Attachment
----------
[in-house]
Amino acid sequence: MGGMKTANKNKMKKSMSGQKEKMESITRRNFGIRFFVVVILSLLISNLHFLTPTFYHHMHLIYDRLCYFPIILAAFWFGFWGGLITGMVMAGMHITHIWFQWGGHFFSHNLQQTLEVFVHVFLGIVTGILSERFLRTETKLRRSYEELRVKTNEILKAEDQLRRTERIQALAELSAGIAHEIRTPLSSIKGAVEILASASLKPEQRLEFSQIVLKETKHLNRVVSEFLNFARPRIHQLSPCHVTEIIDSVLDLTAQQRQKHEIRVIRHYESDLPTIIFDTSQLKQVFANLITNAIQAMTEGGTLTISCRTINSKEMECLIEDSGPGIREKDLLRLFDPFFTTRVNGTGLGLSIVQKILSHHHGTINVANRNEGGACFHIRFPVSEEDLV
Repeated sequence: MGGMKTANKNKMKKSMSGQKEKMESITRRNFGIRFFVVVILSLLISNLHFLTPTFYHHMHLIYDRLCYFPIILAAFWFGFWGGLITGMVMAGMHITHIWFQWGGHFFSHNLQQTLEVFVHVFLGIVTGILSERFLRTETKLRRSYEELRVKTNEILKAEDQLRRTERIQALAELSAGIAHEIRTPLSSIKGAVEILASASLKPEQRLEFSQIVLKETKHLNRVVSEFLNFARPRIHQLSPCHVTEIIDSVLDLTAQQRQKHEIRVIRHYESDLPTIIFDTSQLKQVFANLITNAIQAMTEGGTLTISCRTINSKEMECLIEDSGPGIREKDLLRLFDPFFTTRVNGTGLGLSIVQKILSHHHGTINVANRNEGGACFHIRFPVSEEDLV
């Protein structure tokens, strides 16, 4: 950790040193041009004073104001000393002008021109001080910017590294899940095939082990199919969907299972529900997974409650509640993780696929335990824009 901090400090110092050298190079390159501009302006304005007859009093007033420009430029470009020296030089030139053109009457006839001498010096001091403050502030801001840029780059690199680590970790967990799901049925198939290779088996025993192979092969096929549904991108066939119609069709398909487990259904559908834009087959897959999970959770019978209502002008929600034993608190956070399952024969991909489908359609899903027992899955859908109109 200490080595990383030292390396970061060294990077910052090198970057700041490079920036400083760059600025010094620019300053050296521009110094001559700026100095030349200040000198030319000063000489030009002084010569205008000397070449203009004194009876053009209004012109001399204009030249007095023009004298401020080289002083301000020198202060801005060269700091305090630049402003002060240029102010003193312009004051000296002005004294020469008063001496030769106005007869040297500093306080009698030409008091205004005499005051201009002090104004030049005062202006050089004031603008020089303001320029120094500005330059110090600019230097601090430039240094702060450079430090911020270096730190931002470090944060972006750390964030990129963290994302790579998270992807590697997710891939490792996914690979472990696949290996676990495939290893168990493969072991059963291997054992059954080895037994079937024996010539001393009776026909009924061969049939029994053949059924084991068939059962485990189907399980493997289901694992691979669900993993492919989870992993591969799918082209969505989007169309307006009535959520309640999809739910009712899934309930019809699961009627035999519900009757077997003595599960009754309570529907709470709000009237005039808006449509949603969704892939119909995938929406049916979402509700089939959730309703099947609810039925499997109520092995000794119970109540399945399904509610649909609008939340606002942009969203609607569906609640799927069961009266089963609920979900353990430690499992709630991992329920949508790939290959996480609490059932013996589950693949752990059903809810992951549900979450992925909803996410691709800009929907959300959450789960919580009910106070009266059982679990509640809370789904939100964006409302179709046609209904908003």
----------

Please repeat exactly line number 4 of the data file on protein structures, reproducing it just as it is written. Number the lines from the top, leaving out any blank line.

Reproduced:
């Protein structure tokens, strides 16, 4: 950790040193041009004073104001000393002008021109001080910017590294899940095939082990199919969907299972529900997974409650509640993780696929335990824009 901090400090110092050298190079390159501009302006304005007859009093007033420009430029470009020296030089030139053109009457006839001498010096001091403050502030801001840029780059690199680590970790967990799901049925198939290779088996025993192979092969096929549904991108066939119609069709398909487990259904559908834009087959897959999970959770019978209502002008929600034993608190956070399952024969991909489908359609899903027992899955859908109109 200490080595990383030292390396970061060294990077910052090198970057700041490079920036400083760059600025010094620019300053050296521009110094001559700026100095030349200040000198030319000063000489030009002084010569205008000397070449203009004194009876053009209004012109001399204009030249007095023009004298401020080289002083301000020198202060801005060269700091305090630049402003002060240029102010003193312009004051000296002005004294020469008063001496030769106005007869040297500093306080009698030409008091205004005499005051201009002090104004030049005062202006050089004031603008020089303001320029120094500005330059110090600019230097601090430039240094702060450079430090911020270096730190931002470090944060972006750390964030990129963290994302790579998270992807590697997710891939490792996914690979472990696949290996676990495939290893168990493969072991059963291997054992059954080895037994079937024996010539001393009776026909009924061969049939029994053949059924084991068939059962485990189907399980493997289901694992691979669900993993492919989870992993591969799918082209969505989007169309307006009535959520309640999809739910009712899934309930019809699961009627035999519900009757077997003595599960009754309570529907709470709000009237005039808006449509949603969704892939119909995938929406049916979402509700089939959730309703099947609810039925499997109520092995000794119970109540399945399904509610649909609008939340606002942009969203609607569906609640799927069961009266089963609920979900353990430690499992709630991992329920949508790939290959996480609490059932013996589950693949752990059903809810992951549900979450992925909803996410691709800009929907959300959450789960919580009910106070009266059982679990509640809370789904939100964006409302179709046609209904908003």